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ClOSedloop22

Old 12th Feb 2022, 06:22
  #81 (permalink)  
 
Join Date: Sep 2000
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Old 12th Feb 2022, 07:37
  #82 (permalink)  
 
Join Date: Sep 2004
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STW and NC are right. The investments made by various parties in the new airport infrastructure make the last and future CX government bailouts look like peanuts. The new runway alone is costing $142 billion HKD.

Bondholders and the market don't seem too worried. Cathay was recently able to issue bonds yielding a ridiculously low 4.875% (for a company that has no short term revenue prospects), and can issue more if it needs to. It can also issue more shares, and it can also ask the government for more money.

Based on it's current cash position it can keep paying all its obligations for another three years with practically zero revenue.
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Old 12th Feb 2022, 09:52
  #83 (permalink)  
 
Join Date: Sep 2021
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betaboy

I’ve said this multiple times, and I’ll say it again:

CXi’s problems started way before covid. There’s this thing called competition, and with GB Airlines making it’s entrance this year (or magically when the borders open), the monopoly that CXi was hoping HK Express would have had, will evaporate.

And then there’s a plethora of other LCCs and legacy carriers who will be back too, utilising the 3rd runway, which, btw, wasn’t built for CXi.

The HK Govts (tax payers) loan to CX, which was made very clear to be a once off only, was granted before the introduction of the national security law, and the company has since fallen foul with the CCP.

So mix politics with competition, a massive loan that carries interest and companies + individuals leaving the “SAR” in droves, on one way tickets, and you’ll find that the picture doesn’t seem so rosy any longer.

Time will tell, but one thing that is for certain: CXit will never ever be what it was before. Lost opportunities, billions squandered away by so called “top management” - a bunch of amateurs with one mission only: plunder and move on!

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Old 12th Feb 2022, 10:14
  #84 (permalink)  
 
Join Date: Jul 2013
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At some point you guys will have to make a decision. Will there be no flights forever or will there be flights but the competition will steal them? It can't be both, can it?

Last edited by Sam Ting Wong; 12th Feb 2022 at 10:32.
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Old 12th Feb 2022, 10:43
  #85 (permalink)  
 
Join Date: Jul 2009
Location: Germany
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Here's some info I dug up while not enjoying my stay in Paris last year. Disclaimer, I take no responsibility for the accuracy/recency of any details, I don't know what the hell I'm talking about, I can barely speak English, I may edit this post at any time, without prior notice or consultation at my own discretion, and in accordance with my own policies that are either constantly changing or non-existent.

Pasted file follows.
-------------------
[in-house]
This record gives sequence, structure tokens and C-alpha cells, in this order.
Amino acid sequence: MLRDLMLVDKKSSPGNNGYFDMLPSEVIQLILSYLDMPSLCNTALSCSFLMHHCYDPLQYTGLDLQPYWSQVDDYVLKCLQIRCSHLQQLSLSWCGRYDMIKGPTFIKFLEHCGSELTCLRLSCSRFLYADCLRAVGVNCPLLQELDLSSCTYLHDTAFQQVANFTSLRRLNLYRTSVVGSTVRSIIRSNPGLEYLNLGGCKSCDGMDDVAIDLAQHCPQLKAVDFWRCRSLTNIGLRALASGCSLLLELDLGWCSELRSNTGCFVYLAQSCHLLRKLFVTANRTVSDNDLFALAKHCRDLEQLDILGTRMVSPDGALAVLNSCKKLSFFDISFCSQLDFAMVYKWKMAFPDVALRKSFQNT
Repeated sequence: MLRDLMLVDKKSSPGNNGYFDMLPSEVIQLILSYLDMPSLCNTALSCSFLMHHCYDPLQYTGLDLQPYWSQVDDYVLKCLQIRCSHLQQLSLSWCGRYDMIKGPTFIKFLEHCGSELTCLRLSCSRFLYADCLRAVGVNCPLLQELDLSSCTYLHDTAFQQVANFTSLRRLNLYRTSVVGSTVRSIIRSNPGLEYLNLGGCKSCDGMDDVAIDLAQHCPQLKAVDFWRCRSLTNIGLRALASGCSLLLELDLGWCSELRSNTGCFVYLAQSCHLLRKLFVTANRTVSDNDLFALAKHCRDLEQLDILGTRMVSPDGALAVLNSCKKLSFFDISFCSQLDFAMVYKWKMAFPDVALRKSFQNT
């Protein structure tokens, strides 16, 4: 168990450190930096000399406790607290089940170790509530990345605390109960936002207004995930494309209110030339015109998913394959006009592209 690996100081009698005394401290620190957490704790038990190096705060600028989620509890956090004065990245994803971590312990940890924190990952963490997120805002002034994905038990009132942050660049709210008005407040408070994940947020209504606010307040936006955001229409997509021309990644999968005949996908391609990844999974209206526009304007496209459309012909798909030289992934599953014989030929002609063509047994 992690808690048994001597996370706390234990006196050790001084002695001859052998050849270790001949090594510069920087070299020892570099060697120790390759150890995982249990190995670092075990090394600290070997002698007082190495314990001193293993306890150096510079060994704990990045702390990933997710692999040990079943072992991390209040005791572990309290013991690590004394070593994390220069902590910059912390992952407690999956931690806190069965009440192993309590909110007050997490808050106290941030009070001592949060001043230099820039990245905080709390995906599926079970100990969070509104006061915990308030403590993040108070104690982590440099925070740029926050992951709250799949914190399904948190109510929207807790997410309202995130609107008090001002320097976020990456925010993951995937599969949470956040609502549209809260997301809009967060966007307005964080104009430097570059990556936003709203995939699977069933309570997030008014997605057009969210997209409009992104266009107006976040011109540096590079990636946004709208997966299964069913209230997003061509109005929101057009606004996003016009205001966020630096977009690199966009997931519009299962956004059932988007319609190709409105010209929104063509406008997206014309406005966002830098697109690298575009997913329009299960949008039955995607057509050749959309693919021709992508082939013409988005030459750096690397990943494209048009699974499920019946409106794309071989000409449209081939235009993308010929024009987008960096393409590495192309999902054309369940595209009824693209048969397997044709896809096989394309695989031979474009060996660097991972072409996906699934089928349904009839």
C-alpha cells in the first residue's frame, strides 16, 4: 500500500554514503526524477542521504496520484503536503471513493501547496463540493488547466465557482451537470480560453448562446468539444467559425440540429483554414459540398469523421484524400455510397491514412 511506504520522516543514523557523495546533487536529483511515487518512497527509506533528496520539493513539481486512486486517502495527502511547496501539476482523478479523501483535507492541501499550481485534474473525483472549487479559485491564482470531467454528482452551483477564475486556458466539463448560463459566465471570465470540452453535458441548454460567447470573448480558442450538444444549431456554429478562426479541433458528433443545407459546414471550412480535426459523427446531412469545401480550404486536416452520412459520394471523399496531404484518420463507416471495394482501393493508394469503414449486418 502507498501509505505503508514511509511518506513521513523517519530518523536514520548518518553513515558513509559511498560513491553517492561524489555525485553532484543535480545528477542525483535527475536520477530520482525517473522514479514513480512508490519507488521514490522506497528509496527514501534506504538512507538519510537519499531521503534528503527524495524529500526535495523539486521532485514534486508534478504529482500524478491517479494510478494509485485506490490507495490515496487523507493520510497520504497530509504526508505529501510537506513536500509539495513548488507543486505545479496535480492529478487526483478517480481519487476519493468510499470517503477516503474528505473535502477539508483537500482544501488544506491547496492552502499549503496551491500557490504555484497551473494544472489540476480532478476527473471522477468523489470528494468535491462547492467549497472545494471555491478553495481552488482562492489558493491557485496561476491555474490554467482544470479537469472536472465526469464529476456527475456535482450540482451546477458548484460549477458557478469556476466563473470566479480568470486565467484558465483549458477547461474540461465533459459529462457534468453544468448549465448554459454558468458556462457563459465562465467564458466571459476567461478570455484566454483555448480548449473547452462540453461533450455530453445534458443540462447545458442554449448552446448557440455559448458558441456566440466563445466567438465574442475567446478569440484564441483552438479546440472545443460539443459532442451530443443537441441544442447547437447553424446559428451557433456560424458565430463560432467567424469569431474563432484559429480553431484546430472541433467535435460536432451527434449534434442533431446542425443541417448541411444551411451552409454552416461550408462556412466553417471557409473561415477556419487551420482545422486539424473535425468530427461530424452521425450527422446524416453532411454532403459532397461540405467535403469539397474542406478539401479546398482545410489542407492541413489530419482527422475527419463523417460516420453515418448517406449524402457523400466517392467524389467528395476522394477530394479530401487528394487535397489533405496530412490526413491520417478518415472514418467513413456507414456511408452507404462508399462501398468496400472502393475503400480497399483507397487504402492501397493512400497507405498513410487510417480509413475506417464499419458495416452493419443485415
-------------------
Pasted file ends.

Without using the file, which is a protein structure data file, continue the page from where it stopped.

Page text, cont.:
At time of writing in 2021, no dividend has been paid to shareholders since 2019. However last year CX announced a recapitalisation plan which resulted in just over $39B in new liquidity. This was raised in 3 ways. 1) the issue of 195 million Preferences shares at $100 each; 2) the issue of 2,503,355,631 (2.5 billion) Warrants at $4.68 each; and 3) a bridge loan of $7.8B @ 3.00%

The end result is the majority 3 shareholders maintain the same percentage shareholding, the government as a new shareholder via a company called Aviation 2020 Limited, receive guaranteed ROI, all other shareholders are diluted.

Here’s where it gets interesting, in the agreement, Preferential Shares issued will receive a Preference dividend rate of 3.00% per annum for the first 3 years, 5.00% per annum for the 4th year, 7.00% per annum for the 5th year, and 9% per annum for subsequent years. The dividend is payable semi-annually if in the opinion of the Directors, the amounts available to Cathay Pacific for distribution justify such payment. Any dividends not paid on the Preference Shares shall accumulate in arrears to be distributed at a later date.

On 16th Feb & again 12th Aug 2021 the Directors deferred dividend payment payable on the Preferential Shares.

The Preference shares are not redeemable however, at any time, CX may redeem all or some of the Preference Shares at an amount equal to the issue price of $100 per share plus any unpaid dividends.

Subsequent to the recapitalisation CX has issued the following bonds:

Round 1: Feb 2021 HKD$6.740 billion @ 2.75% maturing 2026

Round 2: May 2021 USD$650 million (HKD$5.057 billion) @ 4.875% maturing 2026

Round 3: Aug 2021 USD$2.5 billion (HKD$19.450 billion) still under offer rate not known at time of writing.

Here’s a calculation of the dividend owed on the Preference Shares, whether or not it is paid on schedule or deferred until a later date, until CX redeems them: Years 2021 to 2023 $585 million per year; Year 2024 $975 million; Year 2025 $1.365 billion; Year 2026 onwards $1.755 billion per year. And the annual interest on the bond issuance: Round 1 $185.35 million; Round 2 $246.53 million; Round 3 $948.19 million (assuming same rate as Round 2)